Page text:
Journey to Portugal: In Pursuit of Portugal’s History and Culture by José Saramago, translated by Amanda Hopkinson and Nick Caistor

Source: Public Library
Hardcover, 464 pages
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Journey to Portugal: In Pursuit of Portugal’s History and Culture by José Saramago, translated by Amanda Hopkinson and Nick Caistor from Portuguese, is a travelogue, but not in a traditional sense of naming specific destinations, their locations, and offering impressions in a straightforward manner.  Readers looking for a travel guide would be best served looking for another book about Portugal.  Saramago refers to himself as the traveler, which can be wearisome throughout 400 pages of text, and many of the visits he makes throughout the country are to either museums or religious locations/buildings, which is odd given his atheism and tenuous relationship with the Catholic church after writing The Gospel According to Jesus Christ.  Moreover, this travelogue is as close to being a memoir as it can be given Saramago’s reflections, daydreams, and observances about the more modern Portugal around him.  (He exiled himself, a Communist, to the Spanish island of Lanzarote following The Carnation Revolution in 1974 where he remained until his death in 2010.)  However, he does say that he wishes these religious relics and pieces to be preserved as works made by human hands.

“The traveller thanks him, and sets off in the direction indicated.  There the palheiros survive, huge barracks made of wooden slats blackened by the wind and the sea, a few already stripped beams exposed to the gaze.  A few are still inhabited, others have lost their roofs to the wind.  It won’t be long before nothing will remain beyond a photographic record.” (page 146)

In many ways, Saramago is reflecting on the life he’s led, the perceptions he’s had and still has, and how as time moves on the ornaments of those memories and perceptions are stripped bare, leaving only the barest outline of the past — until the emotions and personal connections are lost and all that is left is a photo out of context.  “During the lengthy voyage that took nearly six months, the conviction was born in me that in every place I passed through there was a piece of old Portugal bidding farewell to the traveller I was, an ancient Portugal which was beginning, finally, while still doubting whether it wanted to or not, to move towards the twentieth century,” he says. (page xii)  He reconciles the past with the present, as seen through a melancholy perspective, and like the villages and people the traveller approaches slowly, he passes through one town to another, gets lost, and meditates on what he encounters.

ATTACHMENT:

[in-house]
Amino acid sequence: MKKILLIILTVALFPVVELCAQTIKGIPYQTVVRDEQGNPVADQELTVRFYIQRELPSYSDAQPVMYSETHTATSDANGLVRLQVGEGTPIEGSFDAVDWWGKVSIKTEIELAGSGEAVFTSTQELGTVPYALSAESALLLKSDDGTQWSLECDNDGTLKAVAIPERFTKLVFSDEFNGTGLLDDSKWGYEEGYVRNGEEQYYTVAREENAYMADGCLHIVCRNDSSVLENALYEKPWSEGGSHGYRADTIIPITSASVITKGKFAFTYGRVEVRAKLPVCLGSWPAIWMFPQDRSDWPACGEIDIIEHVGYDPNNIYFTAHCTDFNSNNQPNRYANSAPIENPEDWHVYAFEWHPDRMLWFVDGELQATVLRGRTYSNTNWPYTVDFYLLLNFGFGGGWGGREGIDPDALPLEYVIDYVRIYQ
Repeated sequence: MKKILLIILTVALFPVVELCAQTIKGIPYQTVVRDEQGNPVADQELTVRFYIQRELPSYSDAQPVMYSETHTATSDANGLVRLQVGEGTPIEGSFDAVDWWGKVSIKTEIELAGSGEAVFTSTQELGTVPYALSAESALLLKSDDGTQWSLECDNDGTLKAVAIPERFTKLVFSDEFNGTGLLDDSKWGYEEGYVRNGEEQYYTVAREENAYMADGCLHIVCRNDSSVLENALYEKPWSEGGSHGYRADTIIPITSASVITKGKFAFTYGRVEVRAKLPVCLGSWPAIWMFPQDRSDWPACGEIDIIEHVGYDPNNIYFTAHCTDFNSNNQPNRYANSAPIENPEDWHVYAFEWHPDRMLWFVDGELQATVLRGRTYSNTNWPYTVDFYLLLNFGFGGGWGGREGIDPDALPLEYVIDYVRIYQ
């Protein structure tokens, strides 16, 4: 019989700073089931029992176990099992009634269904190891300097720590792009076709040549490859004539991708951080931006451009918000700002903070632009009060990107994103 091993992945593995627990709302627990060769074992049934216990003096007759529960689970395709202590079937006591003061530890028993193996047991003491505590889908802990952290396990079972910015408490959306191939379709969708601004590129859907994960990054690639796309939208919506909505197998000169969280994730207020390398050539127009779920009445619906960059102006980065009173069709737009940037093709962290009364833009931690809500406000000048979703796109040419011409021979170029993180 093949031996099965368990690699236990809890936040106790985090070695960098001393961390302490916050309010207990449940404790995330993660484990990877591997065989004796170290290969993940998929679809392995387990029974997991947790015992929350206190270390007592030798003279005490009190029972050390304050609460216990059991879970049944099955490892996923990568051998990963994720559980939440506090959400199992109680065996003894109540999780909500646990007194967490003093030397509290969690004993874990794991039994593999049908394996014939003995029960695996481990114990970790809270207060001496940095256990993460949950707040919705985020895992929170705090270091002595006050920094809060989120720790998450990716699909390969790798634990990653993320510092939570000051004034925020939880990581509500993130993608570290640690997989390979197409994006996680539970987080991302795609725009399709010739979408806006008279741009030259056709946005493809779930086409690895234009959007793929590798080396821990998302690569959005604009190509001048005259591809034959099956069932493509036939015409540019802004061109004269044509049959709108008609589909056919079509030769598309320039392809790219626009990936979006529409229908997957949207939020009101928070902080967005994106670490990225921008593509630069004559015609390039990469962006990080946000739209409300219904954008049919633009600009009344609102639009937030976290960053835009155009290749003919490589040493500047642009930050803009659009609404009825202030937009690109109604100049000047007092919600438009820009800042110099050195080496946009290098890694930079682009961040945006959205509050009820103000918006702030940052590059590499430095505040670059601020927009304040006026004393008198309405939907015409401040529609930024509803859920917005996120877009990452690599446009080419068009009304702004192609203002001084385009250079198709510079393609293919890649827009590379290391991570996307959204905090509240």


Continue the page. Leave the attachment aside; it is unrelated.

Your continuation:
Saramago reflects on stonework quite a bit and its ability to stand the test of time, and through his ruminations, readers are likely to see his struggle with the endurance or inability of workers and tributes to stand the test of time — there are some shrines and other edifices he finds hold stories that are no longer accessible.  Journey to Portugal: In Pursuit of Portugal’s History and Culture by José Saramago, translated by Amanda Hopkinson and Nick Caistor, may suffer from poor translation, but there are moments of great reflection and insight that shouldn’t be missed, even if they are mired in melancholia and dark moods, by patient readers.

About the Author:

José de Sousa Saramago is a Nobel-laureate Portuguese novelist, playwright and journalist. He was a member of the Portuguese Communist Party.  His works, some of which can be seen as allegories, commonly present subversive perspectives on historic events, emphasizing the human factor rather than the officially sanctioned story. Saramago was awarded the Nobel Prize for literature in 1998. He founded the National Front for the Defense of Culture (Lisbon, 1992) with among others Freitas-Magalhaes. He lived on Lanzarote in the Canary Islands, Spain, where he died in June 2010.

This is my 57th book for the 2013 New Authors Challenge.


  1. I think all the talk of stonework would bore me to tears!

  2. How so very interesting and very different from his fiction! I’ll read this eventually but I will likely get to all his fiction first.

  3. This sounds too introspective for me.

    • It was introspective and a bit mysterious. He seemed on the fence about whether to put more of himself in it — sort of like a memoir — and keep it to the travel aspect.